An increasingly difficult investment case Alex O’Neill, Investment Assistant
Nuclear is another area of the energy debate that starkly divides opinion, its advantages understandably obscured by tragic incidents. Yet it remains an important part of the global energy supply today. Looking longer term, the picture is more complex and, despite the many merits of nuclear energy, due to cost and regulation, it looks likely to be relegated from the league table of leading global energy sources.
After surging in the 1960s and 1970s, construction of nuclear reactors slowed dramatically in the 1980s and 1990s on the back of slower growth in energy demand, safety concerns and lower fossil-fuel costs. However, more recently, construction has picked up once again with 54 new reactors under construction today, 40 of which are in developing economies1. However, this investment does not, in our view, represent a renaissance in attitudes towards nuclear energy. Instead, it represents a fix to the world’s immediate energy needs. Longer term, as today’s investment in renewable energy bears fruit, bringing with it less complex and less costly energy supplies, nuclear looks likely to wane.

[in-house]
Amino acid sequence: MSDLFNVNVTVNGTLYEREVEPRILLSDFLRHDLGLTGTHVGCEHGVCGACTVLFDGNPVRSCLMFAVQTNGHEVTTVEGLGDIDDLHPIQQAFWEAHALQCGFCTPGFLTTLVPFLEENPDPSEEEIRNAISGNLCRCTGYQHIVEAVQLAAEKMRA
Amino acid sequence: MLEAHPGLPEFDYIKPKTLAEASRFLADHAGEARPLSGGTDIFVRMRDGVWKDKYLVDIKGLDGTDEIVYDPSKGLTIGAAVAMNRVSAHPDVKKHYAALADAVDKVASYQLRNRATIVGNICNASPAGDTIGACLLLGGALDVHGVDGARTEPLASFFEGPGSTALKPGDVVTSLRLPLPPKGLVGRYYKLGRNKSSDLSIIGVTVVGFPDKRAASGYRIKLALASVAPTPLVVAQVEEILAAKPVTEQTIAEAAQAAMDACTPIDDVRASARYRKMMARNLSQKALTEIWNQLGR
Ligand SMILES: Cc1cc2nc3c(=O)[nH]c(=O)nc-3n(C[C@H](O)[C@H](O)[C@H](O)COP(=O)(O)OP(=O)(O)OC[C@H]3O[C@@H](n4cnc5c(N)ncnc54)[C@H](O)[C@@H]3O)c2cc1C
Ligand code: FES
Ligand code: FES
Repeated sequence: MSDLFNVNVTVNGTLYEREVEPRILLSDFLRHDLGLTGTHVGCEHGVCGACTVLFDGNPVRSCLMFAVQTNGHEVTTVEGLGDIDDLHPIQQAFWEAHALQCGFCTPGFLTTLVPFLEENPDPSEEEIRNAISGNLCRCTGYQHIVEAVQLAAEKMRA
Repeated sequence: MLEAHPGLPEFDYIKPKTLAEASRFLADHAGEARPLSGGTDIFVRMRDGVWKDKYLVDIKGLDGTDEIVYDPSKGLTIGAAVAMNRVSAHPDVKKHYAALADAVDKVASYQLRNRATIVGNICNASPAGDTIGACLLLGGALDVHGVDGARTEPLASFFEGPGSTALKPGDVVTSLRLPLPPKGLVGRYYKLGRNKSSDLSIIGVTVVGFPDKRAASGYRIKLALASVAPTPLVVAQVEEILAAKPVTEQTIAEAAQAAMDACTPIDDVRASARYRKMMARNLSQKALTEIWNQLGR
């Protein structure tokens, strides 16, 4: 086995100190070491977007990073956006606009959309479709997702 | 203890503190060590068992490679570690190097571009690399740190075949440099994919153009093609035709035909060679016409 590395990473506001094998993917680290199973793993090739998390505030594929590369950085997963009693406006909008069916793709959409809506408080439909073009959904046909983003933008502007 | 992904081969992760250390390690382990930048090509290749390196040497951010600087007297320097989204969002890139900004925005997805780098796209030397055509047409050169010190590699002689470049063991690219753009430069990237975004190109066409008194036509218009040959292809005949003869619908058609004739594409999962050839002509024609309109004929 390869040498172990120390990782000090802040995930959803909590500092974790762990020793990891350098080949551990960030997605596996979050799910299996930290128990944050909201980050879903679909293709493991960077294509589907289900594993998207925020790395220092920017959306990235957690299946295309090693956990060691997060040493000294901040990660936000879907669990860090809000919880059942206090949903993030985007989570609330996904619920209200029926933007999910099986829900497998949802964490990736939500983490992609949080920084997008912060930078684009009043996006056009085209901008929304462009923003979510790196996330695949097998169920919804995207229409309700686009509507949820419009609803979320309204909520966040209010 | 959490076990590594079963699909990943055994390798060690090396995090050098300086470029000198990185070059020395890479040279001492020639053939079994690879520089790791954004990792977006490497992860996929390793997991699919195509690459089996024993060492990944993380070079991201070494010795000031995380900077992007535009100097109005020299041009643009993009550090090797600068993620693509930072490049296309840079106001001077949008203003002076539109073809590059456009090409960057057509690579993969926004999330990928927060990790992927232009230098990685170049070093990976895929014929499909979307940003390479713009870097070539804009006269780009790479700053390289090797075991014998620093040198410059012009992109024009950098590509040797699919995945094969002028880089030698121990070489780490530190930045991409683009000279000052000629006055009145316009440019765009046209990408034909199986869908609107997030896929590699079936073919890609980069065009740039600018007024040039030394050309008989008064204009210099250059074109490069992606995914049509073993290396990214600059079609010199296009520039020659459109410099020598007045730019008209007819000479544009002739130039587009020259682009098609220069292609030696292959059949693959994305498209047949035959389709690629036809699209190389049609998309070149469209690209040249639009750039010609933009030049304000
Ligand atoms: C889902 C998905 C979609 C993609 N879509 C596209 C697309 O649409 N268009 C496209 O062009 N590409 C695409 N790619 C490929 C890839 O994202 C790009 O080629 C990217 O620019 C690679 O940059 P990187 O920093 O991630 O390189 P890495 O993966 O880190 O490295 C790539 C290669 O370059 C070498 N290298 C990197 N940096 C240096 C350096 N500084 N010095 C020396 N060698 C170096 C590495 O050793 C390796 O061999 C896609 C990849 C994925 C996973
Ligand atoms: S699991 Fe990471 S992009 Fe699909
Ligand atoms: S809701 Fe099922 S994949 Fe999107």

- Nuclear power accounted for ~10% of global electricity supply in 20182.
- In 2019, there were 452 nuclear power reactors in operation in 31 countries around the world.
- In advanced economies, nuclear power is the largest low-carbon source of electricity, providing 40% of all low-carbon generation3.
The case for new nuclear supply?
The construction of new reactors may have picked up but the investment case for any such construction is challenging at best. Costs are substantial, budget over-runs and delays are commonplace.
The capital intensity of nuclear projects means that the cost of capital strongly influences generation cost and competitiveness against alternative technologies. For a five-year construction period, a University of Chicago study showed that the interest payments during construction can be as much as 30% of overall expenditure4. Long lead times create huge uncertainty around whether a plant, once commissioned, will be able to generate an acceptable return on investment given it isn’t possible to forecast revenues with a high level of certainty. By way of example, cutting the average electricity price assumption by $10 per megawatt hour (MWh) in 2040 lowers the net present value of a nuclear project launched today by around $200m. In that context, it is not surprising that all but seven of the 54 nuclear power plants under construction around the world are operated by state-owned companies5. This position seems unlikely to change anytime soon. In the current policy and market environment, it is difficult to see any privately owned utility embarking on a new nuclear project in Europe or North America without strong government support to minimise the financial risks to investors.